French theatrical release poster
|Directed by||Cédric Klapisch|
|Produced by||Bruno Levy|
|Written by||Cédric Klapisch|
|Music by||Various Artists|
|Edited by||Francine Sandberg|
|Distributed by||Fox Searchlight Pictures (USA, Australia, New Zealand, South America, Asia, Scandinavia )|
|Release dates||17 May 2002|
|Running time||122 minutes|
L'Auberge Espagnole (/ /; literally: "the Spanish inn"; released in some English-speaking territories as Pot Luck or The Spanish Apartment) is a 2002 French-Spanish film directed and written by Cédric Klapisch. It is a co-production between Spain (Mate Producciones S.A., Via Digital) and France (BAC Films, Ce qui me meut, France 2 Cinéma, Studio Canal).
It is about Xavier (Romain Duris), an economics graduate student studying for a year in Barcelona, Spain as part of the Erasmus programme, where he encounters and learns from a group of students who hail from all over Western Europe. It is the first part of the self titled "Spanish Apartment Trilogy" of films centered on the character of Xavier and his progression from student to family man and friends he initially encounters in a student share-house in Spain.
The film's portrayal is in the first-person perspective of the main character, Xavier, and is hence mainly narrated in French. Some of the dialogue is in English and a significant amount is in Spanish, as well as small amounts in Catalan, Danish, German and Italian.
The story follows Xavier (Romain Duris), a 24-year-old Frenchman, who leaves his girlfriend Martine (Audrey Tautou) and his country for the ERASMUS programme in Barcelona, a prerequisite for a job with the French government. On the flight over, he meets a young "uncool" French couple who let him stay in their flat while he searches for a place to stay. Xavier manages to find an apartment with other people from all around Europe, including England, Belgium, Spain, Italy, Germany, and Denmark with whom he becomes good friends. Martine pays Xavier a visit and returns sad. Xavier eventually has an affair with the French neurologist's wife (Anne-Sophie), with whom he has been exploring the city. One of his roommates, Wendy from London, has a visiting brother named William who is quite abrasive and rude, resulting in some funny exchanges. Xavier's girlfriend has an affair and breaks up with him over the telephone. Xavier becomes somewhat depressed and asks his friend the neurologist for help. Anne-Sophie tells her husband about the affair and he tells Xavier not to see his wife again. Then Wendy has an affair with an American; her boyfriend Alister makes a surprise visit, and William pretends that the American is his lover. At the end of the film, Xavier returns to Paris and gets the job at the Ministry but runs away on his first day at work and becomes a writer.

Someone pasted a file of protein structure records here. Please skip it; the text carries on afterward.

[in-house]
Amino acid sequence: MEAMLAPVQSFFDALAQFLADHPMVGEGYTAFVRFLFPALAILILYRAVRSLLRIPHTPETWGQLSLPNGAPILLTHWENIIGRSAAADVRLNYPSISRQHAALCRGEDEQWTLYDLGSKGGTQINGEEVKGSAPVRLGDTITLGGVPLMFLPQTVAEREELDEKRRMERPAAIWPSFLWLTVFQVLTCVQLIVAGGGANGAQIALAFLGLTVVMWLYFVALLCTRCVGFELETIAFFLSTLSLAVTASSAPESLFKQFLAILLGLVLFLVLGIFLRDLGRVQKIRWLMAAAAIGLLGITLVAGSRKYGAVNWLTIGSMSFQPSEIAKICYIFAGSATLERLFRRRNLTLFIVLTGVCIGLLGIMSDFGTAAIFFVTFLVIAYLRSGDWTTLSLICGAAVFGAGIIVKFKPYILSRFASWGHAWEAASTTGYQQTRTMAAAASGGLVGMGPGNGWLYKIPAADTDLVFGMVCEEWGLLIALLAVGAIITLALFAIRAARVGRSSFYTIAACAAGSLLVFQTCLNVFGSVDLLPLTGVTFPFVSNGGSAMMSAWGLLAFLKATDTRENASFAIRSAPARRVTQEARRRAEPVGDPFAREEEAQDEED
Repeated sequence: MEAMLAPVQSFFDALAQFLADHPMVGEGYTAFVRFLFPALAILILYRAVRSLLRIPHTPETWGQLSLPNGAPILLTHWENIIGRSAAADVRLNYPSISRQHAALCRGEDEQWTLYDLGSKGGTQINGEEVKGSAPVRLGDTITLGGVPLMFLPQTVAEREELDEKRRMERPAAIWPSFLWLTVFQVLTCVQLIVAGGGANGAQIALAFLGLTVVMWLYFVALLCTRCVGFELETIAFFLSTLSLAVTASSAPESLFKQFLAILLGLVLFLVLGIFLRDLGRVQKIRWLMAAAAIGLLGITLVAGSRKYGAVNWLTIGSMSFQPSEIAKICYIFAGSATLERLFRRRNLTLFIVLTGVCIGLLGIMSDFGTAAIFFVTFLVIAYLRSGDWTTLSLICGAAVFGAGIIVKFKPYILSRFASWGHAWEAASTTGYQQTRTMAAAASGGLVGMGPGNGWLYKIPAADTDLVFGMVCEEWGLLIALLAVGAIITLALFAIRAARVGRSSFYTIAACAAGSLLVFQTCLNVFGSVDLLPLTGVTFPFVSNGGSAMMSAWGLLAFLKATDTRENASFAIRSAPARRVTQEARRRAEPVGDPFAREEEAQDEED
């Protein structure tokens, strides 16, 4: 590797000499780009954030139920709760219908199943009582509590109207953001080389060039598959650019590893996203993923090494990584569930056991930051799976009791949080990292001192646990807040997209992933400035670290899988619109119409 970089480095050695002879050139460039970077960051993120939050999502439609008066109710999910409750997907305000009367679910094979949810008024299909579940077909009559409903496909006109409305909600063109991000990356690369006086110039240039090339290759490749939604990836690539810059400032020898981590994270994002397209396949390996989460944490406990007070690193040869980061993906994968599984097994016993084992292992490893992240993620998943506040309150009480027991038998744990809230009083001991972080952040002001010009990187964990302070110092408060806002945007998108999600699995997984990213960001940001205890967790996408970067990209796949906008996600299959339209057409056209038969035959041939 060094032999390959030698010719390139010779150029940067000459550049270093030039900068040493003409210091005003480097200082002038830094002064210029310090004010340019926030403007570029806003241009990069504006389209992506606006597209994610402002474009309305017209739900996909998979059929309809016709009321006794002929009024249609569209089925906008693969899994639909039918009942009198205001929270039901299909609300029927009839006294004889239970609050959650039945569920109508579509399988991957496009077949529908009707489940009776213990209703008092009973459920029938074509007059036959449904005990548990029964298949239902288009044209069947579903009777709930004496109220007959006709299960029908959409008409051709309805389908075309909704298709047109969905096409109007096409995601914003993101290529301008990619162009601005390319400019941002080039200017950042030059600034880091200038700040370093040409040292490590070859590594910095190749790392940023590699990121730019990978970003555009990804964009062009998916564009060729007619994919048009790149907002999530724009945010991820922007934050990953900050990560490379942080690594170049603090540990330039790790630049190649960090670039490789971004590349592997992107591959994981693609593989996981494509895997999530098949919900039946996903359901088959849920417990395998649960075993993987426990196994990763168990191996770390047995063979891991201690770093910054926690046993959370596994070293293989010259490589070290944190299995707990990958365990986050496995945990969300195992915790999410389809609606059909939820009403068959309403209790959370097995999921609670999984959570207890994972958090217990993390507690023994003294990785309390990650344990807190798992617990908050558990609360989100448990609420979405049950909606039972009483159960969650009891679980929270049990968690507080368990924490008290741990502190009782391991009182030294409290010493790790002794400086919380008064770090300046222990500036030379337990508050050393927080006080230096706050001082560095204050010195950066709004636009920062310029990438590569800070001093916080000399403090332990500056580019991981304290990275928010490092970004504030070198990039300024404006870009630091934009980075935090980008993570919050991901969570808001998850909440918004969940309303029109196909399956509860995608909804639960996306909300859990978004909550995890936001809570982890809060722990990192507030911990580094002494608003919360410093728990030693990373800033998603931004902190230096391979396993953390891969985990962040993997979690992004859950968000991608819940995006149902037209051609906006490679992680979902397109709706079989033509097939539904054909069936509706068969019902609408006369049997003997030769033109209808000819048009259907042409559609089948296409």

Meaning of the title
The phrase auberge espagnole literally means "Spanish inn" or "Spanish hostel". It is a French idiomatic expression originally referring to a place where you can only eat what you bring (originally, an inn so suspect that guests were advised to bring their own food and drink) and, by extension, a place or situation where you only find what you brought. A second, more neutrally connoted and recent interpretation of the phrase is a dinner diversified by the fact that each guest has contributed some part of the meal; this suggests the English-language idea of a "potluck," earning the film this title in some English-speaking areas. A third meaning of auberge espagnole is a common resting area for travelers from a variety of different cultures and regions. The more direct translation as "The Spanish Apartment" is also playing on the French phrase, since the main characters are all literally sharing an apartment in Spain.[clarification needed]
- Romain Duris as Xavier
- Barnaby Metschurat as Tobias
- Judith Godrèche as Anne-Sophie
- Cécile de France as Isabelle
- Kelly Reilly as Wendy
- Audrey Tautou as Martine
- Cristina Brondo as Soledad
- Kevin Bishop as William
- Federico D'Anna as Alessandro
- Christian Pagh as Lars
L'Auberge Espagnole features a diverse soundtrack, which includes:
- Radiohead - "No Surprises"
- Daft Punk - "Aerodynamic"
- Sonia & Selena - "Que Viva La Noche"
- Marc-Antoine Charpentier - "Te Deum"
- Ali Farka Touré - "Ai Du"
- Frédéric Chopin - "Opus 64 No 2 Waltz in C sharp minor"
- Africando All Stars - "Betece"
- Mala Rodriguez - "La Cocinera"
- César Award for Best Film
- César Award for Best Director — Cédric Klapisch
- César Award for Best Actress in a Supporting Role — Judith Godrèche
- César Award for Best Writing — Cédric Klapisch
- César Award for Best Editing — Francine Sandberg
- "L'Auberge Espagnole". Box Office Mojo. Retrieved 2012-12-07.
- "L'Auberge espagnole - Cinémathèque française" (in French). La Bibliothèque du film. Retrieved 2012-12-07.
- lefigaro.fr (2012-09-11). "Cédric Klapisch tourne Casse-tête chinois à New York". Le Figaro. Retrieved 2012-12-07.
- Aline Angoustures (2004). L'Espagne. Le Cavalier Bleu. p. 117. ISBN 978-2-84670-078-8.
- Planelles, Georges (2013). "Une auberge espagnole". Expressio.fr.
- L'Auberge Espagnole at the Internet Movie Database
- L'Auberge Espagnole at Box Office Mojo
- L'Auberge Espagnole at Rotten Tomatoes
- L'Auberge Espagnole at Metacritic